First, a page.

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General Principles

Lu vs. Enopia et al., GR No. 197899, March 6, 2017

Principle: In determining the existence of an employer-employee relationship, the Four-Fold Test is used.
It should be remembered that the control test merely calls for the existence of the right to control, and not
necessarily the exercise thereof. It is not essential that the employer actually supervises the performance
of duties by the employee. It is enough that the former has a right to wield the power.

FACTS: Tirso Enopia and 34 others were hired from January 20, 1994 to March 20, 1996 as crew members
of the fishing mother boat F/BMG-28 owned by Joaquin "Jake" Lu who is the sole proprietor of Mommy
Gina Tuna Resources (MGTR) based in General Santos City. Lu and Enopia et al. had an income-sharing
arrangement wherein 55% goes to Lu, 45% to the crew members, with an additional 4% as "backing
incentive. They also equally share the expenses for the maintenance and repair of the mother boat, and
for the purchase of nets, ropes and payaos.

Sometime in August 1997, Lu proposed the signing of a Joint Venture Fishing Agreement between them,
but Enopia and the others refused to sign the same as they opposed the one-year term provided in the
agreement. According to Enopia et al., during their dialogue on August 18, 1997, Lu terminated their
services right there and then because of their refusal to sign the agreement. On the other hand, Lu alleged
that the master fisherman (piado) Ruben Salili informed him that Enopia et al. still refused to sign the
agreement and have decided to return the vessel F/B MG-28.

On August 25, 1997, Enopia et al. filed their complaint for illegal dismissal, monetary claims and damages.
The Labor Arbiter dismissed the complaint and found that no employer-employee relationship exists but
a joint venture. The NLRC affirmed the decision of the LA. On appeal, the Court of Appeals reversed the
ruling of the NLRC and found that there was an employer-employee relationship since there was the
element of control.

ISSUE: Whether or not there is an employer-employee relationship between petitioner and respondents

HELD: Yes, there is an employer-employee relationship. In determining the existence of an employer-


employee relationship, the following elements are considered: (1) the selection and engagement of
the workers; (2) the power to control the worker's conduct; (3) the payment of wages by whatever means;
and (4) the power of dismissal. All these elements present in this case.

It was shown by the latter's evidence that the employer stated in their Social Security System (SSS) online
inquiry system printouts was MGTR, which is the company of Lu. The coverage of the Social Security Law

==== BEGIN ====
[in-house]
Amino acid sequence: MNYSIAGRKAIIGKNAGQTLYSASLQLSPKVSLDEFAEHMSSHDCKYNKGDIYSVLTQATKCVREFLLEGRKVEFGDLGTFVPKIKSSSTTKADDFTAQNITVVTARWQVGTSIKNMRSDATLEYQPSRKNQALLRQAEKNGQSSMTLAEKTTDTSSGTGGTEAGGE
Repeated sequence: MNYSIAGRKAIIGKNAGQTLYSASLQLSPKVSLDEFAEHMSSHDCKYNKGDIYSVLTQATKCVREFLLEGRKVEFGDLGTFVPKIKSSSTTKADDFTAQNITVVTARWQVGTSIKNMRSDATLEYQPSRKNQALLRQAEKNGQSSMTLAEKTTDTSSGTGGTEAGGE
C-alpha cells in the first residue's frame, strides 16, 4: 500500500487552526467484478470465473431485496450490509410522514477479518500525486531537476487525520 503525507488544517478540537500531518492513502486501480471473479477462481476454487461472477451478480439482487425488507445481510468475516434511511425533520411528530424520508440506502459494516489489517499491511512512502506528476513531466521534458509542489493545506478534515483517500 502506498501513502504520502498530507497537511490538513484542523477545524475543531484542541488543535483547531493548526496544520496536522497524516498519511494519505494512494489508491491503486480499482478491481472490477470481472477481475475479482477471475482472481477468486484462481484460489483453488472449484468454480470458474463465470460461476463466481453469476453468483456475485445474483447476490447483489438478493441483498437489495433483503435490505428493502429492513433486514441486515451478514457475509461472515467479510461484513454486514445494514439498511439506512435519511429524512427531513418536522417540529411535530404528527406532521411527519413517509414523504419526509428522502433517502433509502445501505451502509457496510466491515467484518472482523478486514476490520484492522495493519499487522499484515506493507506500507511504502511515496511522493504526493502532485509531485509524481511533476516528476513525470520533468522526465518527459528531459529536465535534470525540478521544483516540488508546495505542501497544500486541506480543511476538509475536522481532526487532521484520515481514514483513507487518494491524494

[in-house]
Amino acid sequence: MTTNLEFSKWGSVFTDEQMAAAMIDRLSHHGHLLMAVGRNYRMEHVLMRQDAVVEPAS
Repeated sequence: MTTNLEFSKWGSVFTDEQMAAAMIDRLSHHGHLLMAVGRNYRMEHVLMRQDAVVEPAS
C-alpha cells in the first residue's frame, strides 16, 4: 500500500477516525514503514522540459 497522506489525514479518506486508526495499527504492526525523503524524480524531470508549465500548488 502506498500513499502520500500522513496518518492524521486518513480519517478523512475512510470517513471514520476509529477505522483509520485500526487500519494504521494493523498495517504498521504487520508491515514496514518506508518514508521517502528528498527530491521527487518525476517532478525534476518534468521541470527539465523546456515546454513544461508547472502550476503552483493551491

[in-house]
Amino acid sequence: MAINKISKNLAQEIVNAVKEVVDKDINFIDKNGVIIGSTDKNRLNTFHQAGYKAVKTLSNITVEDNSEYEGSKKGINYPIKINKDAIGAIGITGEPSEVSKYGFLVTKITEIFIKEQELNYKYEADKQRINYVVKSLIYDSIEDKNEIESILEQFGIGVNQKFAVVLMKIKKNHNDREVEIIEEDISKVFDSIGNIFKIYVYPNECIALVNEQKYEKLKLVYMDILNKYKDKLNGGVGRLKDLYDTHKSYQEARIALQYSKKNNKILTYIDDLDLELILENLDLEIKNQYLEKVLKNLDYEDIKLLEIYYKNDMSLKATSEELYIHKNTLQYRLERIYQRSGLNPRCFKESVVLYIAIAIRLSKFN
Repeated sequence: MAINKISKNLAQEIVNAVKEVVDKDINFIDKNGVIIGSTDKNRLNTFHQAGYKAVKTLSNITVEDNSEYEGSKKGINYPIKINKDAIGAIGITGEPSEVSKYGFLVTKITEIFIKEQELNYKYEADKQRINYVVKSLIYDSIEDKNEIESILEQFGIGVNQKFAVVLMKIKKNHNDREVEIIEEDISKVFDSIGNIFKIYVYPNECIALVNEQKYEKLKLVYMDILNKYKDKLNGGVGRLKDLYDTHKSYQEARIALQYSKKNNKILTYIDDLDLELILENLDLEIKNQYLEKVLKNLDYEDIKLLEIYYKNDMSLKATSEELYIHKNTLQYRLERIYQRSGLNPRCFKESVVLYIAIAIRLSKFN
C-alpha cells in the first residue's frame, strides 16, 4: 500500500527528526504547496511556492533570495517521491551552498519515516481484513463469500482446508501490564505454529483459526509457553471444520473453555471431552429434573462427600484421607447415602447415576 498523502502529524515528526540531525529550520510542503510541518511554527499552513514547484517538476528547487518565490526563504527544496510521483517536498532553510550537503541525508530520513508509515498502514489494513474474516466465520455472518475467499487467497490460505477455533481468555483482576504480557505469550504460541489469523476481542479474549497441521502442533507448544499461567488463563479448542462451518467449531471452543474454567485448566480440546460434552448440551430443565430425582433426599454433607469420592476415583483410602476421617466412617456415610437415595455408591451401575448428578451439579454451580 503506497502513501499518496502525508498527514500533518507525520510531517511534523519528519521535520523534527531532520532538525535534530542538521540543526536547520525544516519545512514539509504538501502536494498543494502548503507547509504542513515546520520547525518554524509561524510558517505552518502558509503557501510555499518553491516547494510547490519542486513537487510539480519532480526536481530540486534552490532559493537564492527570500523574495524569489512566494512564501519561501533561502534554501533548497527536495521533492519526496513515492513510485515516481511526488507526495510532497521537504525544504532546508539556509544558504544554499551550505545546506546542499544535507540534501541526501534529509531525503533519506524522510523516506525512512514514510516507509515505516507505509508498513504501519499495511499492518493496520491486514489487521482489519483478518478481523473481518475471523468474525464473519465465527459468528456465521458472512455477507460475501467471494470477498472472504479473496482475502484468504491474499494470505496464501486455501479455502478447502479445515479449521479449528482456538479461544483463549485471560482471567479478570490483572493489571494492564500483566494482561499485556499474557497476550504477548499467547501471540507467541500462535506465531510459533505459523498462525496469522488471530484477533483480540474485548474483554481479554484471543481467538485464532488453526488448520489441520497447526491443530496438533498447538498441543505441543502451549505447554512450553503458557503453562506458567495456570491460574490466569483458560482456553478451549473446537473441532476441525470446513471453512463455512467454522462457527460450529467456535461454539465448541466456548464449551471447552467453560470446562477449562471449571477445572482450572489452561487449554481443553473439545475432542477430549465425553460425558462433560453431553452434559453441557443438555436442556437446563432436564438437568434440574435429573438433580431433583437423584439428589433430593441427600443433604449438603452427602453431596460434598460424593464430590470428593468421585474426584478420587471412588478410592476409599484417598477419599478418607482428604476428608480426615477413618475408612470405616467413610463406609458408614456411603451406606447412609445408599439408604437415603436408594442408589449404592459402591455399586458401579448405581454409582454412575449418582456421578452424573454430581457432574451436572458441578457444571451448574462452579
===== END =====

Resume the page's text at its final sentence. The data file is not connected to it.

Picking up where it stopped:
is predicated on the existence of an employer-employee relationship.

The 4% backing incentive fee which was divided among the fishermen engaged in the fishing operations
approved by Lu was paid to them after deducting the latter's respective vale or cash advance. If indeed a
joint venture was agreed upon between petitioner and respondents, why would these fishermen
obtain vale or cash advance from petitioner and not from the piado who allegedly hired and had control
over them.
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Communications between the respondents and the petitioner were made through radio operators and
checkers. Such communication would establish that he was constantly monitoring or checking the progress
of respondents' fishing operations throughout the duration thereof, which showed their control and
supervision over respondents' activities. It was established that petitioner exercised control over
respondents. It should be remembered that the control test merely calls for the existence of the right to
control, and not necessarily the exercise thereof. It is not essential that the employer actually supervises
the performance of duties by the employee. It is enough that the former has a right to wield the power.

Finally, the power of dismissal over the fishermen were shown when Lu dismissed them after they refused
to sign the joint fishing venture agreement.

As to the issue of regular employment, the primary standard for determining regular employment is the
reasonable connection between the particular activity performed by the employee in relation to the usual
trade or business of the employer. Respondents' jobs as fishermen-crew members of F/B MG 28 were
directly related and necessary to petitioner's deep-sea fishing business and they had been performing their
job for more than one year.